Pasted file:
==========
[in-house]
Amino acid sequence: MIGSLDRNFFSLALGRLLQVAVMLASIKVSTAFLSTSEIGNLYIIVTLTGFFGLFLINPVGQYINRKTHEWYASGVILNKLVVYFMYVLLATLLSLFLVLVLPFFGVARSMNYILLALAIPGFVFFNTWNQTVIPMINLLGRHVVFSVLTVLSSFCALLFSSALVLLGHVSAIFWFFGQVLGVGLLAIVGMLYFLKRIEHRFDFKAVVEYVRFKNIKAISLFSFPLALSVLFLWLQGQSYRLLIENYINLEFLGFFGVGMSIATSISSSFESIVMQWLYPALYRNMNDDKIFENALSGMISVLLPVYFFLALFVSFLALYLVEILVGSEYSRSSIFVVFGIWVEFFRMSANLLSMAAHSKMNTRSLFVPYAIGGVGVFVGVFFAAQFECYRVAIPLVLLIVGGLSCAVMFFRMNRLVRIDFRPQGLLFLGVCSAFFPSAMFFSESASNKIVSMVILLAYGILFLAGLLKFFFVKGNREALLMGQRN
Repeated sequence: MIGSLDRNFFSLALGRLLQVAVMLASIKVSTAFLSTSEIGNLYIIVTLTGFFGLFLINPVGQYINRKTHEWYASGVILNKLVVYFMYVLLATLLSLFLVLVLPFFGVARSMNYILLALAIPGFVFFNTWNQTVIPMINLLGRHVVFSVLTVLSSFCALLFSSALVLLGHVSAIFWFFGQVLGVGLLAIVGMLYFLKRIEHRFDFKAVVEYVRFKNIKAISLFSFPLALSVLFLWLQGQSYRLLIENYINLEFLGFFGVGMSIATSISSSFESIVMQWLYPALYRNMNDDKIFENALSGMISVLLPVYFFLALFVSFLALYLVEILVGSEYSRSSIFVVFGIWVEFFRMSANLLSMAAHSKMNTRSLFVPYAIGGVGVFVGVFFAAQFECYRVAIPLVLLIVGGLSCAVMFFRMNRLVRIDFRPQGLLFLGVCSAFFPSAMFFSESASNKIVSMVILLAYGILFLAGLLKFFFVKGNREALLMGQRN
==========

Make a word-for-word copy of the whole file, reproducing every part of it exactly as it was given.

[in-house]
Amino acid sequence: MIGSLDRNFFSLALGRLLQVAVMLASIKVSTAFLSTSEIGNLYIIVTLTGFFGLFLINPVGQYINRKTHEWYASGVILNKLVVYFMYVLLATLLSLFLVLVLPFFGVARSMNYILLALAIPGFVFFNTWNQTVIPMINLLGRHVVFSVLTVLSSFCALLFSSALVLLGHVSAIFWFFGQVLGVGLLAIVGMLYFLKRIEHRFDFKAVVEYVRFKNIKAISLFSFPLALSVLFLWLQGQSYRLLIENYINLEFLGFFGVGMSIATSISSSFESIVMQWLYPALYRNMNDDKIFENALSGMISVLLPVYFFLALFVSFLALYLVEILVGSEYSRSSIFVVFGIWVEFFRMSANLLSMAAHSKMNTRSLFVPYAIGGVGVFVGVFFAAQFECYRVAIPLVLLIVGGLSCAVMFFRMNRLVRIDFRPQGLLFLGVCSAFFPSAMFFSESASNKIVSMVILLAYGILFLAGLLKFFFVKGNREALLMGQRN
Repeated sequence: MIGSLDRNFFSLALGRLLQVAVMLASIKVSTAFLSTSEIGNLYIIVTLTGFFGLFLINPVGQYINRKTHEWYASGVILNKLVVYFMYVLLATLLSLFLVLVLPFFGVARSMNYILLALAIPGFVFFNTWNQTVIPMINLLGRHVVFSVLTVLSSFCALLFSSALVLLGHVSAIFWFFGQVLGVGLLAIVGMLYFLKRIEHRFDFKAVVEYVRFKNIKAISLFSFPLALSVLFLWLQGQSYRLLIENYINLEFLGFFGVGMSIATSISSSFESIVMQWLYPALYRNMNDDKIFENALSGMISVLLPVYFFLALFVSFLALYLVEILVGSEYSRSSIFVVFGIWVEFFRMSANLLSMAAHSKMNTRSLFVPYAIGGVGVFVGVFFAAQFECYRVAIPLVLLIVGGLSCAVMFFRMNRLVRIDFRPQGLLFLGVCSAFFPSAMFFSESASNKIVSMVILLAYGILFLAGLLKFFFVKGNREALLMGQRN